• Canu was the slowest assembler and not the most reliable or robust. Its strength is in its configurability (something we didn't explore in this study) – just take a look at the parameter reference page of Canu's documentation to get an idea of how many knobs it has to adjust. I suspect that power users who are willing to learn Canu's nuances may find that they can tune it to fit their needs. But if you have a bacterial read set and just want to get it assembled without knowing how the sausage is made, then Canu is probably not the best choice.
  • Flye was definitely one of my favourites. It was reliable, robust and reasonably fast. It also did best on plasmids when we used its --plasmid and --meta options which enhanced assembly of small and low-depth plasmids, respectively. I would probably call it a clear winner if it wasn't for one small wart: Flye tends to delete some bases when assembling a circular chromosome.
  • Ra was another of my favourites. It was the most reliable assembler we tested, completing the chromosome in more cases than any other, and it was very fast. But it suffered from worse circularisation problems than Flye (deleted hundreds of bases) and wasn't good with small plasmids. If those two issues don't bother you, then Ra may be the best choice. I also liked that Ra doesn't require a genome size parameter – this makes it easier to use when you don't know what you are assembling.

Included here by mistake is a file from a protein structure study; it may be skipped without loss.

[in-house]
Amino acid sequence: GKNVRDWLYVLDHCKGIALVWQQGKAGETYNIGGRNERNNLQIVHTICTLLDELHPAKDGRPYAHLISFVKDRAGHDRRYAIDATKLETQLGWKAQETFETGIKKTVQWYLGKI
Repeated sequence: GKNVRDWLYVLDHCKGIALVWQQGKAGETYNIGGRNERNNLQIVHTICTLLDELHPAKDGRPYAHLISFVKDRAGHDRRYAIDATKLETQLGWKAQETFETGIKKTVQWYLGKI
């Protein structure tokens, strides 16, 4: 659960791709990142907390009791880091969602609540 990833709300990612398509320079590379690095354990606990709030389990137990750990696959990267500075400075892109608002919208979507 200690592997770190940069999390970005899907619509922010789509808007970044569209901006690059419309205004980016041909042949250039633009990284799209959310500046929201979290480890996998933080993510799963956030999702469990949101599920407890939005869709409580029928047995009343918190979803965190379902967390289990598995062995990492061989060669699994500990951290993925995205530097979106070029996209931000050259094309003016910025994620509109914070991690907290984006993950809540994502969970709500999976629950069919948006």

• Unicycler performed moderately well in most of our tests, not bad but not exceptional either. However, it was the only assembler that usually achieved perfect circularisation of the chromosome, i.e. the last base of a circular contig was followed by the first base – nothing duplicated and nothing missing. If this feature is crucial to you, then Unicycler is the best choice. Also, Unicycler does not require a genome size parameter to run, which is nice.
  • Wtdbg2 was the least reliable assembler we tested due to glitches in its assembled sequences that break contiguity, making it a hard one to recommend. But it was very fast, even though we ran it with a round of polishing. Excluding that step (i.e. deriving the consensus but not polishing it) would make it even faster. Since its main appeal is speed performance, I feel as though Wtdbg2 is better suited to assembly of larger eukaryote genomes where resources can be a limiting factor.

If I had to condense my recommendations into a tweet-sized snippet, I would say:

  • The overall best long-read assembler for bacterial genomes is Flye. However, you might prefer Canu for its configurability, Ra for its reliability, Unicycler for its clean circularisation or Wtdbg2 for its speed.

As always, there is still room for improvement in this space. A perfect long-read bacterial genome assembler would complete assemblies whenever possible, circularise contigs cleanly, handle plasmids of any size, tolerate bad reads, not require a genome size parameter and polish consensus sequences to the highest degree allowed by the read errors. The assemblers we tested were not too far from this platonic ideal, so I hope its realisation isn't far away!